The Rev. Jamie Hammons has a vision of Southland congregations and Episcopalians creating a quilt – or quilts—as a tangible remembrance of loved ones who have died from AIDS.
She hopes that the quilt, when finished next spring, will also be a concrete reminder that the AIDS epidemic “is still in front of us. It’s not over with.
“We still have a fight so we want to remember those who are gone but also to remember the ones that are living with HIV/AIDS,” said Hammons, a chaplain at the King-Drew Medical Center, during a recent telephone interview from her office.
The Program Group on AIDS Ministry (PGAM) encouraged delegates and visitors to stop by the group’s booth and to pick up a quilt square or squares during the Dec. 2 – 3 annual convention meeting of the Diocese of Los Angeles at the Riverside Convention Center.
“We’ll have the blocks at the booth,” Hammons said a few weeks before the convention. “They can take them and be creative with them, make designs and then return them to us by clergy conference in early May.”
Participating congregations — and she hoped all 147 would participate — can be as creative as they’d like, incorporating colors, images, photographs, signatures, and stitchery into their designs, Hammons added.
She figures that the six-month deadline will afford congregations and individuals time to decide upon and complete a design. Possibilities include incorporating a loved one’s favorite color, embroidering a poem or favorite Scripture verse, or even their likeness, or simply a name and birthday and date of death.
“They can put flowers on the quilt,” Hammons said. “For example, if their loved one was a chef they might have a table setting or food, or use symbols depicting that,” she added.
Hammons, a quilter for four years, is a member of African American Quilters of Los Angeles; the group features one of her recent quilts on its website (www.easysite.com/aaqla).
Since the disease was first identified in 1981, the human immunodeficiency virus (HIV) has been responsible for 65 million infections and 25 million deaths worldwide. About 1.2 million people in the United States are living with HIV and about one in five are unaware of the infection, according to the Center for Disease Control in Atlanta (//1.usa.gov/GMtMq).
Nationally, African Americans and Latinos are disproportionately affected by HIV/AIDS, according to the CDC. Latinos represented 16 percent of the population but accounted for 20 percent of new HIV infections in 2009. In the same year, the estimated rate of new HIV infections among Latino men was two and a half times that of white men. That same year, the rate of new HIV infections among Latina women was four and a half times that of white women.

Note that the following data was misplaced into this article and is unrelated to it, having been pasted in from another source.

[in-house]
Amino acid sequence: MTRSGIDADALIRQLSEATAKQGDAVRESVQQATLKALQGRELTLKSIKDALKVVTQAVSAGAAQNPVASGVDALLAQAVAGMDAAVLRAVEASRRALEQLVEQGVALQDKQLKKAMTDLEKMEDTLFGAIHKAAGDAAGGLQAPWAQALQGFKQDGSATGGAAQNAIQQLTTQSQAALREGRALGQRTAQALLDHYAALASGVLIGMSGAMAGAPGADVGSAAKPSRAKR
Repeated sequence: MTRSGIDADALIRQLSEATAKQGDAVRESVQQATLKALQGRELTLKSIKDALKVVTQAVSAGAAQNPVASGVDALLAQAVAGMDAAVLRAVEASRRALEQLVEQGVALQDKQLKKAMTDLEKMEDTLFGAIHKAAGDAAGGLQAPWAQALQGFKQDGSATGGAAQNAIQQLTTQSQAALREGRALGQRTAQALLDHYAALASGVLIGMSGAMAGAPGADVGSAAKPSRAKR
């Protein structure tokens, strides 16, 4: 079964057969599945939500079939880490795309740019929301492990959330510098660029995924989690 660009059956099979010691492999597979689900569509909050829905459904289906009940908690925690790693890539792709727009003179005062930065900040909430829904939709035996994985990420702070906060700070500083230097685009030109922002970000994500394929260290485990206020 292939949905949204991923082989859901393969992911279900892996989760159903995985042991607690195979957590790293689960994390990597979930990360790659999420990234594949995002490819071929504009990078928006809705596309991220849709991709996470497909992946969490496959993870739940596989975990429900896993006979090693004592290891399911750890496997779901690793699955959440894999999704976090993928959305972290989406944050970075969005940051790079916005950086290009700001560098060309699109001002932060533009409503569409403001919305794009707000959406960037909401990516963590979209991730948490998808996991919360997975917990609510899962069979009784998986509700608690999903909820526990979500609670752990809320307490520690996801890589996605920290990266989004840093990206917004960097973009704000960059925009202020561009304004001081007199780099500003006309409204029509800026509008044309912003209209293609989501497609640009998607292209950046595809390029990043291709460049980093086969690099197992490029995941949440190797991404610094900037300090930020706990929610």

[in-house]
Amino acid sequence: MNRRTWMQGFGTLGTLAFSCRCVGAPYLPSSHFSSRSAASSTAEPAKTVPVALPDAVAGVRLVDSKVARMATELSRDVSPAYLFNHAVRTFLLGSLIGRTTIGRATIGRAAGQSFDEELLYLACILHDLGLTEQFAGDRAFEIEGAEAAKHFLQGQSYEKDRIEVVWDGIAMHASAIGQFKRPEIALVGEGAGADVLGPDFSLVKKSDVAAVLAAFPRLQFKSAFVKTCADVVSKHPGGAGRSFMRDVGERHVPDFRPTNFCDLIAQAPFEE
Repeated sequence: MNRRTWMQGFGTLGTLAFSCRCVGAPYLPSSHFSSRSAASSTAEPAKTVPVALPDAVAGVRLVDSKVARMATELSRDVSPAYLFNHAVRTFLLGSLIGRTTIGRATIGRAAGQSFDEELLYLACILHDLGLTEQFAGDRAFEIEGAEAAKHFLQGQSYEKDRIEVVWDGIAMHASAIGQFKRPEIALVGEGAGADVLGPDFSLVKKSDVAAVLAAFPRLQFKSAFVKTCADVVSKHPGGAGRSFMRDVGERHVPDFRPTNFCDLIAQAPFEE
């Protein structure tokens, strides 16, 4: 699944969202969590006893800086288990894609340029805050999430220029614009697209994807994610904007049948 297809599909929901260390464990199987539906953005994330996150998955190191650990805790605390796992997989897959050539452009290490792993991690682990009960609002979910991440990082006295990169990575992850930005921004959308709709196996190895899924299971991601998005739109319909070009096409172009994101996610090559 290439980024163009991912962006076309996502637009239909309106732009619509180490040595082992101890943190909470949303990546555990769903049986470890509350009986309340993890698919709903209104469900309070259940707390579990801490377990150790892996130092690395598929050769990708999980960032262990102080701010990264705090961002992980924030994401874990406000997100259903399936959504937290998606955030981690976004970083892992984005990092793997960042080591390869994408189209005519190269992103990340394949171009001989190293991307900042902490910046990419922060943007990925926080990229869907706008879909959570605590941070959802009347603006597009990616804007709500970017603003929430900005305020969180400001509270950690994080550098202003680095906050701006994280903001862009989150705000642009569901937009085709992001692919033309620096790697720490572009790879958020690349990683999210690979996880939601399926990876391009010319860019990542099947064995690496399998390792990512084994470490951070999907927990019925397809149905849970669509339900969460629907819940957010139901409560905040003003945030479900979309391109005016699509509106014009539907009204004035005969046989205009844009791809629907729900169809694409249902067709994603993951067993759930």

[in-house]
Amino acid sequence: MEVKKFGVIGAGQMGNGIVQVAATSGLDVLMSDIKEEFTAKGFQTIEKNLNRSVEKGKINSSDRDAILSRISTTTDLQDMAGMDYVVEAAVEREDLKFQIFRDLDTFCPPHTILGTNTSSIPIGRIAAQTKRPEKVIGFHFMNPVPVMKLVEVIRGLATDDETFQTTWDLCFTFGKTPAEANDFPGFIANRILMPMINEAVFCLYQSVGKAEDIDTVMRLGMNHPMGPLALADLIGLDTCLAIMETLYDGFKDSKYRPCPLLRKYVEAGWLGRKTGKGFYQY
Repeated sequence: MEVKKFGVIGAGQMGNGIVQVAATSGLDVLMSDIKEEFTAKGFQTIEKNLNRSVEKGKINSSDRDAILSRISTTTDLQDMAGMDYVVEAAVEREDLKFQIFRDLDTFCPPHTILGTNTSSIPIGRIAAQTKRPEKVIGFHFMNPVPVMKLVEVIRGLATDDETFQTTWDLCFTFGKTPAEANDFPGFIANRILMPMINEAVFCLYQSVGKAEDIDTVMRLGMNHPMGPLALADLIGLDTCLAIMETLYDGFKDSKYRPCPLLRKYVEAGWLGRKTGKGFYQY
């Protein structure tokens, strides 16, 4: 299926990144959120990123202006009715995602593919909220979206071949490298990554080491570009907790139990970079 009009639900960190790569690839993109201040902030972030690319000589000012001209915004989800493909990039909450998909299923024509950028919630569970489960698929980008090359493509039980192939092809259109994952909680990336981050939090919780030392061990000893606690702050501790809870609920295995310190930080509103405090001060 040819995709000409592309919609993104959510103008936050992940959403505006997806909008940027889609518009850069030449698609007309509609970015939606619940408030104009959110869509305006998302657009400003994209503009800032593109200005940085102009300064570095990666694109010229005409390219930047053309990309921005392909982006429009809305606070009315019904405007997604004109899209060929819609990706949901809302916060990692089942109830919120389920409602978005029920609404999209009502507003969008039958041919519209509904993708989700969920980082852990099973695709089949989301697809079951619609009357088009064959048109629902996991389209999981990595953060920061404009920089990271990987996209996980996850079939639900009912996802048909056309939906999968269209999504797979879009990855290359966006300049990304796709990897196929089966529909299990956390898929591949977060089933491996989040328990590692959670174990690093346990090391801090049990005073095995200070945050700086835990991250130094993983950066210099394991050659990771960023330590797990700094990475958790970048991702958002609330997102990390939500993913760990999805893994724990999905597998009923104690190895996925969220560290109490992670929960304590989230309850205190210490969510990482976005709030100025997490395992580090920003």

Blacks represent approximately 14 percent of the U.S. population, but accounted for an estimated 44 percent of new HIV infections in 2009. The estimated rate of new HIV infections among black men in 2009 was six and a half times as high as that of white men, and more than two and a half times as high as that of Latino men and of black women. In the same year, the estimated rate of new HIV infections among black women was 15 times that of white women and more than three times that of Latina women.
Canon Jack Plimpton, diocesan staff member for HIV/AIDS Ministry, as well as PGAM members, expressed concerns at the Oct. 16 annual diocesan AIDS Mass over public complacency about the disease.
“People think they can just pop a pill and it’s fine,” program group chair Marsha Van Valkenburg said after the AIDS service.
Hammons hopes the quilt will help Southland Episcopalians realize the disease is still a threat.
Volunteer quilters needn’t be experts; Hammons, for example, purchased a sewing machine a few years ago and eventually took a quilting class. She is currently working on a commemorative quilt for a friend, she added.
The project doesn’t need to end with a single quilt, either, she added. “When the quilt is completed there may be others, depending on how many blocks are returned. And there may be people out there who want to create their own blocks. If they don’t pick them up at convention, we can just include their blocks anyway,” she said.
The quilt or quilts will be displayed at the annual diocesan AIDS mass in October and “hopefully at next year’s convention,” Hammons added.
The muslin blocks are available in square and rectangular shapes and are various sizes. A free-will donation will, Hammons hopes, offset material costs.
The squares are backed with freezer paper to stabilize the fabric for the designs, explained Ann Seitz, a parishioner at Immanuel Church in El Monte, and also a quilter.
“We want to make squares available to people to write or draw on them or do some kind of representation” to commemorate loved ones who have died from AIDS, said Seitz.
The group hopes designing the squares will be come a collaborative project among congregations. “It’s their creative block to do with as they wish, for their loved one or beloved parishioners.”
“The squares will be sewn together to create the top of a quilt and they it will be put together with backing and batting,” Seitz said. The size of the quilt eventually will depend on how many squares are returned to the quilters.
“If we get lots we can make several quilts,” she added.
“It would be nice to think that something could come of this,” she said. “Hopefully there will be groups of quilters in many churches.”
It could also be the start of an Episcopal quilting movement. Said Seitz: “If we get a ton of squares back, we’ll need help in construction of the quilt. It would be nice to think that we could do that.”
The diocesan Commission on HIV/AIDS Ministry was created in 1984 by Los Angeles Bishops Robert C. Rusack and Oliver B. Garver and continues to focus on service ministries such as pastoral counseling, Eucharist, and memorial and AIDS masses.